[TWV Exclusive] Kendrick Lamar: Origins Of Excellence Pt. 1
Back in early 2009 I met Jay Rock while working as the executive editor of music at BET (or, the devil in black). It was my first time meeting the Watts rapper and it was his first time entering the offices of Black Entertainment Television. We had a memorable conversation about everything from the rise of a new West Coast to the difficulties of breaking through in the industry without a cosign. The few hours that we spent in the office proved to me that Jay Rock was here with a purpose. But the thing that stuck with me was the fact that he and his manager Dude Dawg spent more time talking about a young Compton emcee named K. Dot than we did about Jay Rock. It was odd to see a new artist pretty much push his own career aside for a fellow emcee. But that’s just the kind of guy Jay Rock is. His manager left me a flash drive with roughly 20 songs from what they described as “the West Coast version of Nas.” Something told me that they weren’t wrong in their assertion. They were right. Upon listening to all twenty K. Dot songs I immediately sent them over to one of my best friends in this industry and advised him to check it out because we might be on to something.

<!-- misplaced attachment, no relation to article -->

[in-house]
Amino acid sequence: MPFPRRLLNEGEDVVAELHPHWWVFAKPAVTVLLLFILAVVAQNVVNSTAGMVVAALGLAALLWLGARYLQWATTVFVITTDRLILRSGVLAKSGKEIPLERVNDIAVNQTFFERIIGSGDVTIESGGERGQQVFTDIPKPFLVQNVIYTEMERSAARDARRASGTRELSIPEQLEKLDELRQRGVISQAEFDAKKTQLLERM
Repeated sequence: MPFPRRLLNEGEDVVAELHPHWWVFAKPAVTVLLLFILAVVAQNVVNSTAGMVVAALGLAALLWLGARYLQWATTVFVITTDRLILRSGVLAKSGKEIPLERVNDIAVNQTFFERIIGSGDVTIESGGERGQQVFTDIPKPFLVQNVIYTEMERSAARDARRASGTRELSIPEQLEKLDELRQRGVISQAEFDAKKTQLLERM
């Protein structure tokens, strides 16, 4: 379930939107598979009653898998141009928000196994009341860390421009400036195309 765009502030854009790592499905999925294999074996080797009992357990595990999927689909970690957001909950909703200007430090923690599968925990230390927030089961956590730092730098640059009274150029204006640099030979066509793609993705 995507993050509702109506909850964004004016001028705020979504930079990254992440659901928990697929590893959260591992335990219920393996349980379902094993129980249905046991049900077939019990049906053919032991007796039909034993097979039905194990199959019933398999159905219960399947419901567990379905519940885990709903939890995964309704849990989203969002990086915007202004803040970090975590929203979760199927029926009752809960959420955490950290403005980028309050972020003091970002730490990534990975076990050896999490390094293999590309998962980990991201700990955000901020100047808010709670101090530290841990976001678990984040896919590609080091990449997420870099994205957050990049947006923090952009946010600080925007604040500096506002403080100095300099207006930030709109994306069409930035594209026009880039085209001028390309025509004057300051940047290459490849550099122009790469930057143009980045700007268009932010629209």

Fast forward a couple of years and here I am sitting with Kendrick Lamar shortly after his performance in Las Vegas. It takes him a moment to figure out who I am, but when he does a long smile stretches across his face. “Thank you for everything you’ve done for me. It means a lot that you were there when nobody wasn’t,” he says. Without going as far to say I was one of the catalysts for getting Kendrick’s music to the masses, I will say that I knew just how good he was going to be. Even though I was unable to get Kendrick Lamar, or Jay Rock for that matter, proper placement at BET, I was able to hand the music off to the people that I knew could service him to the masses.
So here we are, ready to discuss everything about his humble beginnings to being a part of an album that has been worked on since he was a preteen. In part one of “Origins Of Excellence” I sit down with the 24-year-old to discuss the pressures of being crowned the new king of the West Coast, what his success means for his family, how Black Hippy was formed and what he learned from Jay Rock in the early part of his career.